The etiology of H. pylori-induced gastric cancer is multifactorial, but one important component is the dysregulated immune response that leads to chronic inflammation and resulting cellular damage. Our lab has discovered a novel pathway for the generation of oxidative stress-induced DNA damage in H. pylori- iniected gastric epithelial cells that results from oxidation of the polyamine spermine by the enzyme spermine oxidase (SMO), producing hydrogen peroxide (H2O2). Increased substrate for SMO is generated by synthesis of polyamines from L-ornithine by the enzyme ornithine decarboxylase (ODC). We have also previously implicated nitric oxide (NO), reporting that the enzyme inducible NO synthase (INOS) that produces high levels of NO, a known mutagen, is upregulated by H. pylori in vitro and in vivo. Work supported by this P01 has demonstrated dramatically different rates of gastric cancer in Colombia, such that individuals from the high risk region of the Andean mountains have a 25-fold greater risk of developing cancer than those from the low risk coastal region, despite identical prevalence rates of H. pylori infection. Our preliminary studies using genotype-matched H. pylori clinical isolates indicate that when compared to strains from the low risk region, strains from the high risk region induce significantly more SMO and oxidative DNA damage in gastric epithelial cells in vitro that correlates with similar findings in the gastritis tissues from the source patients for these strains. We also found that high risk strains induce more INOS in vitro and in vivo. Importantly, we show that Colombian clinical isolates can infect mice and gerbils, and that a high risk strain induces dyplasia in gerbils. Evolutionary analysis of 6 strains by multi-locus sequence typing revealed that the 3 strains from the high risk region clustered together and with reference strains of European origin and the 3 strains from the low risk region clustered together and with strains of African origin. Our hypothesis is that oxidative stress from SMO, and nitrosative stress from iNOS are determinants of neoplastic risk in H. pylori infection, and these pathways are differentially modulated by H. pylori strains from regions of high vs. low gastric cancer risk.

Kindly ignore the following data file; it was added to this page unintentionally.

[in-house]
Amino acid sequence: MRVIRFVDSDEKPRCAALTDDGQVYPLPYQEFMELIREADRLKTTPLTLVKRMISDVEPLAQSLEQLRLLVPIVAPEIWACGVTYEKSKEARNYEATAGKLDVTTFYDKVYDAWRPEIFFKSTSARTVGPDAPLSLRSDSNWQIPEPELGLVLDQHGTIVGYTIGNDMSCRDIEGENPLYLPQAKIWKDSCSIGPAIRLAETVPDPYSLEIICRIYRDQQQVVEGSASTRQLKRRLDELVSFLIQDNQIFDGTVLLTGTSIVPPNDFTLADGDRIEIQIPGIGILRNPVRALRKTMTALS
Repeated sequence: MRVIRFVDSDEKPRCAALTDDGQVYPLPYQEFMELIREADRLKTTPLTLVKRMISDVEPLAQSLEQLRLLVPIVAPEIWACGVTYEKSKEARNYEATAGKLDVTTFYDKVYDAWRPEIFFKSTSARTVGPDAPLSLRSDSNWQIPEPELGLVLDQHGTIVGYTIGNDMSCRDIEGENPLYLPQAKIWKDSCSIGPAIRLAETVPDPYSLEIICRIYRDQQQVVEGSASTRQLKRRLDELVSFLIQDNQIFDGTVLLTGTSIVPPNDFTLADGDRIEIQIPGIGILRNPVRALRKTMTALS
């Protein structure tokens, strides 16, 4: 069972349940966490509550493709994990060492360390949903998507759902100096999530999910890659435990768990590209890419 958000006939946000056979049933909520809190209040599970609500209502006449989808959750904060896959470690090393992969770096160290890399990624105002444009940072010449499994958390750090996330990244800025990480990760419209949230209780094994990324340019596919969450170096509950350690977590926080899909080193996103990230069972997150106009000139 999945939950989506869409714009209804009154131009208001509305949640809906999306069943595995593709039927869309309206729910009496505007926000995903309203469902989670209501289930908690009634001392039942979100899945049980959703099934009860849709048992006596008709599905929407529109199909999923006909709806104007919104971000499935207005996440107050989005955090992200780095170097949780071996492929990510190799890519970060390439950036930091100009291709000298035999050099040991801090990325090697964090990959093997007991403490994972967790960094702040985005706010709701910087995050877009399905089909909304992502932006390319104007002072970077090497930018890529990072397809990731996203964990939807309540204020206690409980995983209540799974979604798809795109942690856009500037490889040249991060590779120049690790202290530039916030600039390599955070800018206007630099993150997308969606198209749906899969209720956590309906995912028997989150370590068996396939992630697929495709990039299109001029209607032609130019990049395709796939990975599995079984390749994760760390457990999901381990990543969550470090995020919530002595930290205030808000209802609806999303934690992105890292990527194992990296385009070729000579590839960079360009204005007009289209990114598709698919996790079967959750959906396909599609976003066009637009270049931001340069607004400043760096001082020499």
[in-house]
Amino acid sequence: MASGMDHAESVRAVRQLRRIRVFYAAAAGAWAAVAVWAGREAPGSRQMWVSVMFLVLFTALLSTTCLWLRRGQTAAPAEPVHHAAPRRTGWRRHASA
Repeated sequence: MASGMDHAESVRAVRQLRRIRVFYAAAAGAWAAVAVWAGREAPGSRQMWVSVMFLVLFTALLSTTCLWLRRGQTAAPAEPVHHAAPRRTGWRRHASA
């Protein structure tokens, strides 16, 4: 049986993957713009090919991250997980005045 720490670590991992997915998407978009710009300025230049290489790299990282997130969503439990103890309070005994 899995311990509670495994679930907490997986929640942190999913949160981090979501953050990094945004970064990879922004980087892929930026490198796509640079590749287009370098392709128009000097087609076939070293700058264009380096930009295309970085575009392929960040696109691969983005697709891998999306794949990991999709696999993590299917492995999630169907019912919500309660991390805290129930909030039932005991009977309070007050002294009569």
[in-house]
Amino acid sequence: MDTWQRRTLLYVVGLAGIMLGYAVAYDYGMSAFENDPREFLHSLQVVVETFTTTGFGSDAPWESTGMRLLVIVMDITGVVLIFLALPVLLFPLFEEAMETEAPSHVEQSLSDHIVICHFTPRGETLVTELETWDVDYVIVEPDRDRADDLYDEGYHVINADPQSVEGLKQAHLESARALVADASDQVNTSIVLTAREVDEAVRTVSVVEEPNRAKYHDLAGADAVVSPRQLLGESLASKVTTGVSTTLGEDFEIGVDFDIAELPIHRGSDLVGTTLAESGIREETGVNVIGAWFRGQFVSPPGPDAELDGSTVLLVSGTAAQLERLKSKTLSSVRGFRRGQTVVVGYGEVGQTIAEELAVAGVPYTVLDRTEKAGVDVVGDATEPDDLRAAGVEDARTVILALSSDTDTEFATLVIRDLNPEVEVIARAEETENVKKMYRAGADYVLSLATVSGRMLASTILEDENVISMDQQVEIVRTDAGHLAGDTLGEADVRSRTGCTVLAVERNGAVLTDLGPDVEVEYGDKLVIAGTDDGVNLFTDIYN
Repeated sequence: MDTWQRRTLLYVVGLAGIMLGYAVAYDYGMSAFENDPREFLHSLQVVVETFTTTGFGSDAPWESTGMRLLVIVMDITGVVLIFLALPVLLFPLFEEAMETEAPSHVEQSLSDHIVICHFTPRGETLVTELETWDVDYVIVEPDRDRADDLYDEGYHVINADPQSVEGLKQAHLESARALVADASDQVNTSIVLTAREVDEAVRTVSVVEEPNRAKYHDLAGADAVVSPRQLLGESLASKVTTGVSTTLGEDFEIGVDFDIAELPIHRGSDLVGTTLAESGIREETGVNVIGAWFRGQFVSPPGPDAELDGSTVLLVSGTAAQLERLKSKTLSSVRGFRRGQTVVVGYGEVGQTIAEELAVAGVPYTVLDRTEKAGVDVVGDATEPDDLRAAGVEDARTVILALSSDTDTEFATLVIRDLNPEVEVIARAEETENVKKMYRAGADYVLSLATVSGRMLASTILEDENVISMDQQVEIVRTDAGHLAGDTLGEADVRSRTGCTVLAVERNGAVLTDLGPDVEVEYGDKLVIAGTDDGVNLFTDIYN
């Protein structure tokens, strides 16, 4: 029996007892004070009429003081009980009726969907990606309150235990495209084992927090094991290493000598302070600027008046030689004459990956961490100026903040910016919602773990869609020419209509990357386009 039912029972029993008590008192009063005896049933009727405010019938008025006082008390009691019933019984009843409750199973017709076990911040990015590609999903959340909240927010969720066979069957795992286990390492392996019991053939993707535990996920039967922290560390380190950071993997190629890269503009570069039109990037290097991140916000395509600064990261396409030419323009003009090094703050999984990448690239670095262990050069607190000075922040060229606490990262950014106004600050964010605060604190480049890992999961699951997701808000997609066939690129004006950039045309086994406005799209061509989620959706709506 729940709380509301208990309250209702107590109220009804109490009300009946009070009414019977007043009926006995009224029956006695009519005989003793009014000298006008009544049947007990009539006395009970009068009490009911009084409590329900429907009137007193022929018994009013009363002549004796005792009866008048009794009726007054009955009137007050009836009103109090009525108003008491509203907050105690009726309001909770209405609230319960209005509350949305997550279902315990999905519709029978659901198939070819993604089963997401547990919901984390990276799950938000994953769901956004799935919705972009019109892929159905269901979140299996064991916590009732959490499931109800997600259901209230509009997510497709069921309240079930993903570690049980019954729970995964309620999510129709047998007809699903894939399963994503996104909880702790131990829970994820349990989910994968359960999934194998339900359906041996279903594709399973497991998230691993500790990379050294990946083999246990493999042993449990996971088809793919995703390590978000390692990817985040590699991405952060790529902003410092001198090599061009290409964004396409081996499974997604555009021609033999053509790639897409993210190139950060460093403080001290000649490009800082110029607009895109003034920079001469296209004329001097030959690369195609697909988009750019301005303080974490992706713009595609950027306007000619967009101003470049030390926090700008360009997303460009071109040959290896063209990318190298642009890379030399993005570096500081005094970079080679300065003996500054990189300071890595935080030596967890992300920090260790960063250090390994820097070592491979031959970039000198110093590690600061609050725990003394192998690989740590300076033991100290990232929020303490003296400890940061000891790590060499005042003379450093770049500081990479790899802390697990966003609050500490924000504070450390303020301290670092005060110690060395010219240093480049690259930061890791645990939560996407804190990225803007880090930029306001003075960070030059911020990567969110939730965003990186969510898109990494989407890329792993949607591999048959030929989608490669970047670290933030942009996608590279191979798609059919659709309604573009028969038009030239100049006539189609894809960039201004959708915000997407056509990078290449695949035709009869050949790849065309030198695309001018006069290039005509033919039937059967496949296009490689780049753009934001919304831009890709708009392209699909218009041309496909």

Our Specific Aims are: 1.) To demonstrate that H. pylori strains from the high vs. low gastric cancer risk region exhibit increased ability to induce responses that lower the threshold for carcinogenesis;2.) To demonstrate that polyamine synthesis by ODC, oxidation of spermine by SMO, and generation of NO by INOS are mediators of gastric cancer risk in vivo;and 3.) To define microbial determinants of oxidative and nitrosative stress, and gastric cancer risk by studying H. pylori strains from longitudinal Colombian cohorts in adults and children. The studies proposed are innovative and tightly ntegrated with this P01 as a whole, as they seek to define specific mechanisms of gastric carcinogenesis induced by H. pylori strains from regions of divergent cancer risk in the Colombian natural laboratory.

Public Health Relevance

(See Instructions): This project examines damage to the stomach lining caused by oxygen radicals and nitric oxide in order to determine if these agents have a causal role in the gastric cancer induced by H. pylori.

National Institute of Health (NIH)
National Cancer Institute (NCI)
Research Program Projects (P01)
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Special Emphasis Panel (ZCA1-GRB-P)
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Vanderbilt University Medical Center
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